Does Stress Interfere with Learning?

stress zones inverted U

Recently, I started a quest to find out how stress interferes with learning and if it does interfere with learning. We’ll that journey lead me into the world of neuroplasticity (changes in neural pathways and synapses due to changes in behavior, environment, emotions, and thinking. From there I became training in systems that helps the brain get prepared for learning, when lower and midbrain development is incomplete. So that is why I have not blogged in a while. I have been playing around in the world of neuro-pathways.

Let’s look at the question, does stress interfere with learning?

In the article, The Powerful Impact of Stress V. Tennant talks about stress and learning and using positive emotions to combat stress.  In it she states, It’s normal to have a touch of apprehension and butterflies in the stomach before a test or perhaps a big meeting. This is the positive side of the stress curve that enhances performance. However, when the anxiety gets out of control and cross to the other side of the curve, performance plummets. The key is to keep everything balanced. When you or in this case students start to not manage stress effectively, it is time to look at strategies that help with stress management.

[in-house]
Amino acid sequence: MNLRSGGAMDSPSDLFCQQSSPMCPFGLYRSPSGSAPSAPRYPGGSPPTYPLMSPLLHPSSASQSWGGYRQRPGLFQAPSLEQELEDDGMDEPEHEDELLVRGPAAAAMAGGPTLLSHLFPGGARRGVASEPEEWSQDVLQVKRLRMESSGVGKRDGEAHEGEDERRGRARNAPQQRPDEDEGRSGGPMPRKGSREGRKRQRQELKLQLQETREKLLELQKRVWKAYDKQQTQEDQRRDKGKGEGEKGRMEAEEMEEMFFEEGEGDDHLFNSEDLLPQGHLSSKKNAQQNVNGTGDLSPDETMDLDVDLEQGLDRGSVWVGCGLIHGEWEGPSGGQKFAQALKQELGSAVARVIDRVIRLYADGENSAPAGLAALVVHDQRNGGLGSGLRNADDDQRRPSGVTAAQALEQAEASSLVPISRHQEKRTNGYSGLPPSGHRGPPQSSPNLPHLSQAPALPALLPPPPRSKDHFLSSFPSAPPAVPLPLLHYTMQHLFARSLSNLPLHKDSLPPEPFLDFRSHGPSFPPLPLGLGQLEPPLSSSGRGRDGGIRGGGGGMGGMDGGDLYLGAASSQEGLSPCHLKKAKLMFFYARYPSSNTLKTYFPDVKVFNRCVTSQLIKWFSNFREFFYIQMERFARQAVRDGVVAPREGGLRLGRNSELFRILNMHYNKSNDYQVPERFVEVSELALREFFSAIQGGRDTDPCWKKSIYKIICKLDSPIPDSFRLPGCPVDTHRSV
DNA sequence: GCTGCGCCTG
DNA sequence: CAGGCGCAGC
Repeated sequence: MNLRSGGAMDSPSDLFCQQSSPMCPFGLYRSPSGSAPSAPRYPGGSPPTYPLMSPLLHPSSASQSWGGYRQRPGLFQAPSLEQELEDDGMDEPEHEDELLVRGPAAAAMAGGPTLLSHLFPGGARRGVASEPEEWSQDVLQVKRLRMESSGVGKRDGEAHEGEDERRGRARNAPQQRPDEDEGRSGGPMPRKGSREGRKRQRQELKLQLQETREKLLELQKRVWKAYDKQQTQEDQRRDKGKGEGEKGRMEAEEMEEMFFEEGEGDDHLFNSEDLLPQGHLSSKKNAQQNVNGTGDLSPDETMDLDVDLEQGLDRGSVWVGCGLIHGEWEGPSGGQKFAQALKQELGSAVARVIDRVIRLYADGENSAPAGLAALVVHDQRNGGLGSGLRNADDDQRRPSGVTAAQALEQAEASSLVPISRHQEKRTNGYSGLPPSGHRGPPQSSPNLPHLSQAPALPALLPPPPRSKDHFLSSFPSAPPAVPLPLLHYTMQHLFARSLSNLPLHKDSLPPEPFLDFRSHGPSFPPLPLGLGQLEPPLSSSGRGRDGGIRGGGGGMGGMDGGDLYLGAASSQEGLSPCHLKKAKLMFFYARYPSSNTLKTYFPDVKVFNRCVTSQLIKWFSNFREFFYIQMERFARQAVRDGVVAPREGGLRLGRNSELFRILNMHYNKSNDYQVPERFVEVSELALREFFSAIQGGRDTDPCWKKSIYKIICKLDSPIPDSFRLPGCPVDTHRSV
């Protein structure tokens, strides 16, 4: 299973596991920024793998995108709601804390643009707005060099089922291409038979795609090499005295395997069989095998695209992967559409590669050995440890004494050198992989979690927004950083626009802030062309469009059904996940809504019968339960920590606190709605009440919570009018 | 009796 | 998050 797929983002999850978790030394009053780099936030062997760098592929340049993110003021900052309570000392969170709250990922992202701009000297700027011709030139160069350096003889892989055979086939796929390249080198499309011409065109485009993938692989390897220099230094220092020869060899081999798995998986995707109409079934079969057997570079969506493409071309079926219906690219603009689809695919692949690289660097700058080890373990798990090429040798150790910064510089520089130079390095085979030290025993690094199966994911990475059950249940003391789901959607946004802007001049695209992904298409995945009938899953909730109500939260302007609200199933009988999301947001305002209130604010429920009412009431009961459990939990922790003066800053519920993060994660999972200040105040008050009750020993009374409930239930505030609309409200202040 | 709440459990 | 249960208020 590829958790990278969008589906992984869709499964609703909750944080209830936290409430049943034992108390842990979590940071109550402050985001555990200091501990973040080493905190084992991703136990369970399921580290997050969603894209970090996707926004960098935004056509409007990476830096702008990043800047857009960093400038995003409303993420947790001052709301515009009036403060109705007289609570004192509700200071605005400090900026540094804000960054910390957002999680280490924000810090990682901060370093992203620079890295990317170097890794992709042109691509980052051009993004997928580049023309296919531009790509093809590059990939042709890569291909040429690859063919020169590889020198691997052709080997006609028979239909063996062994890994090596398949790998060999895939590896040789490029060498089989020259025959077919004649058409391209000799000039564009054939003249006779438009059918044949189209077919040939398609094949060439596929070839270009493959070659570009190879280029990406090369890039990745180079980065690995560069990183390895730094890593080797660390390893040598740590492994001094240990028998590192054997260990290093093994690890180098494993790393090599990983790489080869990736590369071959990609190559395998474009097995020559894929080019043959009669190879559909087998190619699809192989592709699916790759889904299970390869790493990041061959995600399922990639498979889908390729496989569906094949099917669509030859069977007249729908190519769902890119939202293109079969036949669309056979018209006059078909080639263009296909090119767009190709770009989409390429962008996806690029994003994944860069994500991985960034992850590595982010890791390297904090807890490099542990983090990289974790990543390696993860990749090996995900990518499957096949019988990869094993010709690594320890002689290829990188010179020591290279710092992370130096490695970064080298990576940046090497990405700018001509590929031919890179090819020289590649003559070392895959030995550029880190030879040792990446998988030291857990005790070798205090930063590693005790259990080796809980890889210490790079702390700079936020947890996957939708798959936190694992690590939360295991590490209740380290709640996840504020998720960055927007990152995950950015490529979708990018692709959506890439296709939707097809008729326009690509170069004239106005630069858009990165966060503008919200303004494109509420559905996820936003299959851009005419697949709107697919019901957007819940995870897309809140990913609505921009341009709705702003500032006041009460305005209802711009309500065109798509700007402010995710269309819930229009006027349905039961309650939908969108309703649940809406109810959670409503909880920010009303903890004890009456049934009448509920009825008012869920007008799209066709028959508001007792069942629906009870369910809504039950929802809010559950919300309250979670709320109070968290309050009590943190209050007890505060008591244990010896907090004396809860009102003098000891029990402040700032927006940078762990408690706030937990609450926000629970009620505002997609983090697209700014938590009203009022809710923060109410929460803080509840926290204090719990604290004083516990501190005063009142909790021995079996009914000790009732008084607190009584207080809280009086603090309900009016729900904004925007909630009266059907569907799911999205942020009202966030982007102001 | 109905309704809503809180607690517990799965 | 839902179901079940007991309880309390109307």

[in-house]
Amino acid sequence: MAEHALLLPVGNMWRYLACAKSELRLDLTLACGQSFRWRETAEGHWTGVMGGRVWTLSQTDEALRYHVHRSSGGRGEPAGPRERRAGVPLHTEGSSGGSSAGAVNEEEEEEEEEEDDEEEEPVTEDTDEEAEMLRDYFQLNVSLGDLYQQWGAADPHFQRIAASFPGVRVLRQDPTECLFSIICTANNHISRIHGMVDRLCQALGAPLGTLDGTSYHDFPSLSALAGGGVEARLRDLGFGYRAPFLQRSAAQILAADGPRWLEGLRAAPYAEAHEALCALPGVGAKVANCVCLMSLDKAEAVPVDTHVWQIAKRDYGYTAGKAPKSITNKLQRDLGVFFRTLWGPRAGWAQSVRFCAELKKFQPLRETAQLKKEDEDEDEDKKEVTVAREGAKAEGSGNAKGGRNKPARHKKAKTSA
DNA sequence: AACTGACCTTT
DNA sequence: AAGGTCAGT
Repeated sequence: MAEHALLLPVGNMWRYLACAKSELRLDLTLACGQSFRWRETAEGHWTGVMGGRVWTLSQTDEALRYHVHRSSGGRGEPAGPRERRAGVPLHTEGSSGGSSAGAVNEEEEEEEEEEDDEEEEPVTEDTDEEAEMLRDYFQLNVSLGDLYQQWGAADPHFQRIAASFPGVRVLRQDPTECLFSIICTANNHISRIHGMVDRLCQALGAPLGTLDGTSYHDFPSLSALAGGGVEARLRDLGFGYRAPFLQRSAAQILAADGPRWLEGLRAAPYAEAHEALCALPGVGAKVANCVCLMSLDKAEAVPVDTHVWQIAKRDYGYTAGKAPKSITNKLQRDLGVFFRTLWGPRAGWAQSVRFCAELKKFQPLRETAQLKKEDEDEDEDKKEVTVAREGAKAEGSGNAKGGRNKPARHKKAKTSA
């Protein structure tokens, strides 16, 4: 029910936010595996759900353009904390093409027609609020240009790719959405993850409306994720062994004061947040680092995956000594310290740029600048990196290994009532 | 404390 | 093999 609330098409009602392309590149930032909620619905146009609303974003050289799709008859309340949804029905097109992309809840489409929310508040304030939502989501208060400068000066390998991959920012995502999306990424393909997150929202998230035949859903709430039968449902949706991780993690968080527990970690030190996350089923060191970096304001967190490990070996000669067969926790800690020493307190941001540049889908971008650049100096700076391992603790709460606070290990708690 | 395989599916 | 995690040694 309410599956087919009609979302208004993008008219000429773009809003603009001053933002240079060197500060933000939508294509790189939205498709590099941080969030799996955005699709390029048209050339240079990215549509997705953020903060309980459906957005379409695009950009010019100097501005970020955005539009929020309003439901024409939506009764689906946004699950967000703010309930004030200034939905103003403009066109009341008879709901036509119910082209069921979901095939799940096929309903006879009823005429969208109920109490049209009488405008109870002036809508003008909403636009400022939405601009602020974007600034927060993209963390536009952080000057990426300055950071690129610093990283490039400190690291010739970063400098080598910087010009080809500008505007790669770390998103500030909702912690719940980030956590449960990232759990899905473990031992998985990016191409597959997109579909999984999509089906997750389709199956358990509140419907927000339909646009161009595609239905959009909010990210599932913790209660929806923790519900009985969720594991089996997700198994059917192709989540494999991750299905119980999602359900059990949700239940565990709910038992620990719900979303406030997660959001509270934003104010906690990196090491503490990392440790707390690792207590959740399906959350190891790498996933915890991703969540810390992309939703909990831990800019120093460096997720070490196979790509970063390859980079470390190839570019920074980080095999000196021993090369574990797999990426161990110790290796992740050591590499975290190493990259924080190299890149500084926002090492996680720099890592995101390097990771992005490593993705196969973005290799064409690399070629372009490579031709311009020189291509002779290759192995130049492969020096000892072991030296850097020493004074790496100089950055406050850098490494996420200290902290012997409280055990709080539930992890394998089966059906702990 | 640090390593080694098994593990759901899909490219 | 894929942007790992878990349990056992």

I teach my clients all emotions come from their core…or gut and that every emotional response will trigger a reminder to them that is either painful or pleasurable. Positive emotions not only help with stress management, but also helps with  concentrate, solve problems, creativity, learning, and memory.Researchers at the HeartMath Institute found that positive emotions such as feelings of love, appreciation, peacefulness, and playfulness produce an even heartbeat rhythm(coherence). A coherent heart is a less stressful heart. Here are tips on creating you own heart coherence.

Step 1. Take a time-out, breathe slowly and deeply. Imagine the air entering and leavingthrough the heart area or the center of your chest.

Step 2. Try to disengage from your stressful thoughts and feelings as you continue to breathe.

Step 3. Continue until you have neutralized the emotional charge around the issue, by thinking of something positive.

This entry was posted in Emotional Resilience, Stress Management, Workplace Stress and tagged , , , , , , . Bookmark the permalink.

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